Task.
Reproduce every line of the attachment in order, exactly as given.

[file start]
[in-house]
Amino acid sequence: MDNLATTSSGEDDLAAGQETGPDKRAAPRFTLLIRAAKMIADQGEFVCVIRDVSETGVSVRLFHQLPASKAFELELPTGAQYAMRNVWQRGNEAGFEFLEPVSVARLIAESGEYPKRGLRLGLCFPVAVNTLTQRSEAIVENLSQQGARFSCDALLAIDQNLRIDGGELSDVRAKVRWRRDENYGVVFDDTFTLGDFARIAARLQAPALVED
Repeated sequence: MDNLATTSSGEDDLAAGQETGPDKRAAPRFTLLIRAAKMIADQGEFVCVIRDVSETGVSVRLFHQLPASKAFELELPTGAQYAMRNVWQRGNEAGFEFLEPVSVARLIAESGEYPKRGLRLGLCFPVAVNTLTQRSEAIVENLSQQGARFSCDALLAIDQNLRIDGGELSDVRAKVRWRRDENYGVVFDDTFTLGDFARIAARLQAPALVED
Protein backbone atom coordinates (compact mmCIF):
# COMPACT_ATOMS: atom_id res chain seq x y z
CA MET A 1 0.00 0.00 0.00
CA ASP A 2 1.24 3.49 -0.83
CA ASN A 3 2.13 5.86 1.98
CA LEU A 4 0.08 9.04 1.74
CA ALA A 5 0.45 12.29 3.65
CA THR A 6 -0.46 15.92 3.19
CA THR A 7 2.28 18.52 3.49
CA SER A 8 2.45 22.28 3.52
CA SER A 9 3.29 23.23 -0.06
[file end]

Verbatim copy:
[in-house]
Amino acid sequence: MDNLATTSSGEDDLAAGQETGPDKRAAPRFTLLIRAAKMIADQGEFVCVIRDVSETGVSVRLFHQLPASKAFELELPTGAQYAMRNVWQRGNEAGFEFLEPVSVARLIAESGEYPKRGLRLGLCFPVAVNTLTQRSEAIVENLSQQGARFSCDALLAIDQNLRIDGGELSDVRAKVRWRRDENYGVVFDDTFTLGDFARIAARLQAPALVED
Repeated sequence: MDNLATTSSGEDDLAAGQETGPDKRAAPRFTLLIRAAKMIADQGEFVCVIRDVSETGVSVRLFHQLPASKAFELELPTGAQYAMRNVWQRGNEAGFEFLEPVSVARLIAESGEYPKRGLRLGLCFPVAVNTLTQRSEAIVENLSQQGARFSCDALLAIDQNLRIDGGELSDVRAKVRWRRDENYGVVFDDTFTLGDFARIAARLQAPALVED
Protein backbone atom coordinates (compact mmCIF):
# COMPACT_ATOMS: atom_id res chain seq x y z
CA MET A 1 0.00 0.00 0.00
CA ASP A 2 1.24 3.49 -0.83
CA ASN A 3 2.13 5.86 1.98
CA LEU A 4 0.08 9.04 1.74
CA ALA A 5 0.45 12.29 3.65
CA THR A 6 -0.46 15.92 3.19
CA THR A 7 2.28 18.52 3.49
CA SER A 8 2.45 22.28 3.52
CA SER A 9 3.29 23.23 -0.06